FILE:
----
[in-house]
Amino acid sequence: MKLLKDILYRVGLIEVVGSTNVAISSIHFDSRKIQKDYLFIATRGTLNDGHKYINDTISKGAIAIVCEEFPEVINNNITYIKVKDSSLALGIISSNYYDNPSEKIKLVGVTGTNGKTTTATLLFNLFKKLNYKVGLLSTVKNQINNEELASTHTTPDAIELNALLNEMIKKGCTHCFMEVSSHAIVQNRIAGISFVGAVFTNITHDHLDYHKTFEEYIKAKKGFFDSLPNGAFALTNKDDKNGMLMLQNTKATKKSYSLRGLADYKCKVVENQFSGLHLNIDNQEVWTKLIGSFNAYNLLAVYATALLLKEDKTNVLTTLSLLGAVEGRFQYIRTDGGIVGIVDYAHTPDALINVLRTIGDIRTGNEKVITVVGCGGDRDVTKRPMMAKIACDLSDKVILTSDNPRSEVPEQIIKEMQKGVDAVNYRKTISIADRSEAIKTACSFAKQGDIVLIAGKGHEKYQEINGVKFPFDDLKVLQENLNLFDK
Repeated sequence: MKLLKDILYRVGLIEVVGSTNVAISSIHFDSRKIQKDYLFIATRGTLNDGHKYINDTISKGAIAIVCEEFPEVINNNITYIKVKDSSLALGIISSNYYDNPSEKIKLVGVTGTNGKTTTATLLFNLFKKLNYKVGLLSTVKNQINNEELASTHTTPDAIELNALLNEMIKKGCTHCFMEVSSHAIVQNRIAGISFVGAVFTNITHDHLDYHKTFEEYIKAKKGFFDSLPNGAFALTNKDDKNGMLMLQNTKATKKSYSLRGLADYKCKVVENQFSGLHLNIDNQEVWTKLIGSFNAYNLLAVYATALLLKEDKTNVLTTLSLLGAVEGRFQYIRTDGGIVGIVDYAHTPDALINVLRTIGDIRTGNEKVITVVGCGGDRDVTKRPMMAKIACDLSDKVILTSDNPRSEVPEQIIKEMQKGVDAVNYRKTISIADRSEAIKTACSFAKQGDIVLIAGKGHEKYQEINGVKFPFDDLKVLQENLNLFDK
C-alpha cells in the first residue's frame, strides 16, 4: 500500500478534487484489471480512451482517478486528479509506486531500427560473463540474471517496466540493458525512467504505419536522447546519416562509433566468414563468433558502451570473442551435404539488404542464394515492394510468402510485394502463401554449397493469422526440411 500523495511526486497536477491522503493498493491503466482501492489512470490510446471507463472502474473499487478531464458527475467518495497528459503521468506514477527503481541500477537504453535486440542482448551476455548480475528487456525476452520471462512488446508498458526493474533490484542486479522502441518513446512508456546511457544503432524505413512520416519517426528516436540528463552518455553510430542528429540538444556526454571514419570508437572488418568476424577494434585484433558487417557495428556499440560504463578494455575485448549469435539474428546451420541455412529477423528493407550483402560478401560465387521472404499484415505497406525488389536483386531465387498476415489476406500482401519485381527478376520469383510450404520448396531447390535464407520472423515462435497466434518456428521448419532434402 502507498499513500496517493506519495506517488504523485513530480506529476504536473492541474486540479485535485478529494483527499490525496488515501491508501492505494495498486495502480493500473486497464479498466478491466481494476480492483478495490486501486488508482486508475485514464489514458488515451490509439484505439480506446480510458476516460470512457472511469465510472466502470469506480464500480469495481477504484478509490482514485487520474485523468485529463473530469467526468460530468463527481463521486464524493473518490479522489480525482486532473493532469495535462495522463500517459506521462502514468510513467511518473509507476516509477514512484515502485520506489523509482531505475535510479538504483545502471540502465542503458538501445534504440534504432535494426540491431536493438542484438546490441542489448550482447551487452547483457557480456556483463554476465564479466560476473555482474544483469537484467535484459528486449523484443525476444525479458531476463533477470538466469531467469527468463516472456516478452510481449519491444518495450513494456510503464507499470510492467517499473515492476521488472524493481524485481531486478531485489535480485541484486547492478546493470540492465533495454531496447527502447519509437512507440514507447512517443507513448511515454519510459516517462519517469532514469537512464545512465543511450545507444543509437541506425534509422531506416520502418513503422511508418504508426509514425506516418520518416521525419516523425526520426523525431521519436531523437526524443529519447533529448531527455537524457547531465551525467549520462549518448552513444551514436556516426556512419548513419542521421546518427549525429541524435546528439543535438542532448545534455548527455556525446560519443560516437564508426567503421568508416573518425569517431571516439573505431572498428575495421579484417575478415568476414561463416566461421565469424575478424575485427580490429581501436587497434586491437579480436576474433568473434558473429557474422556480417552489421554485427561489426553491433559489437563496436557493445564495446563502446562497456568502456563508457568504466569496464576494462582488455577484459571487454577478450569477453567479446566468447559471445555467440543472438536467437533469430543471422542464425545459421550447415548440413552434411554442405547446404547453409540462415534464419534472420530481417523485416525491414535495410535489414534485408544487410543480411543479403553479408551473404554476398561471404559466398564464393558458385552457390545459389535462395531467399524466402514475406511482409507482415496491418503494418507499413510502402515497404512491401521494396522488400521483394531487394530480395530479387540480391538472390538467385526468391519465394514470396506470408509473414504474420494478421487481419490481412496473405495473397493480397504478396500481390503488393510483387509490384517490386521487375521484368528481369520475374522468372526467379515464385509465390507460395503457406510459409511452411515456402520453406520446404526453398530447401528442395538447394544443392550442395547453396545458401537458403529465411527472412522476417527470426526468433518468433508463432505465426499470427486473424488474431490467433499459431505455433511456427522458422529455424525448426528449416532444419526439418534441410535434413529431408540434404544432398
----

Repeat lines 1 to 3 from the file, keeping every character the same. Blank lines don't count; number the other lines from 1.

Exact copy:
[in-house]
Amino acid sequence: MKLLKDILYRVGLIEVVGSTNVAISSIHFDSRKIQKDYLFIATRGTLNDGHKYINDTISKGAIAIVCEEFPEVINNNITYIKVKDSSLALGIISSNYYDNPSEKIKLVGVTGTNGKTTTATLLFNLFKKLNYKVGLLSTVKNQINNEELASTHTTPDAIELNALLNEMIKKGCTHCFMEVSSHAIVQNRIAGISFVGAVFTNITHDHLDYHKTFEEYIKAKKGFFDSLPNGAFALTNKDDKNGMLMLQNTKATKKSYSLRGLADYKCKVVENQFSGLHLNIDNQEVWTKLIGSFNAYNLLAVYATALLLKEDKTNVLTTLSLLGAVEGRFQYIRTDGGIVGIVDYAHTPDALINVLRTIGDIRTGNEKVITVVGCGGDRDVTKRPMMAKIACDLSDKVILTSDNPRSEVPEQIIKEMQKGVDAVNYRKTISIADRSEAIKTACSFAKQGDIVLIAGKGHEKYQEINGVKFPFDDLKVLQENLNLFDK
Repeated sequence: MKLLKDILYRVGLIEVVGSTNVAISSIHFDSRKIQKDYLFIATRGTLNDGHKYINDTISKGAIAIVCEEFPEVINNNITYIKVKDSSLALGIISSNYYDNPSEKIKLVGVTGTNGKTTTATLLFNLFKKLNYKVGLLSTVKNQINNEELASTHTTPDAIELNALLNEMIKKGCTHCFMEVSSHAIVQNRIAGISFVGAVFTNITHDHLDYHKTFEEYIKAKKGFFDSLPNGAFALTNKDDKNGMLMLQNTKATKKSYSLRGLADYKCKVVENQFSGLHLNIDNQEVWTKLIGSFNAYNLLAVYATALLLKEDKTNVLTTLSLLGAVEGRFQYIRTDGGIVGIVDYAHTPDALINVLRTIGDIRTGNEKVITVVGCGGDRDVTKRPMMAKIACDLSDKVILTSDNPRSEVPEQIIKEMQKGVDAVNYRKTISIADRSEAIKTACSFAKQGDIVLIAGKGHEKYQEINGVKFPFDDLKVLQENLNLFDK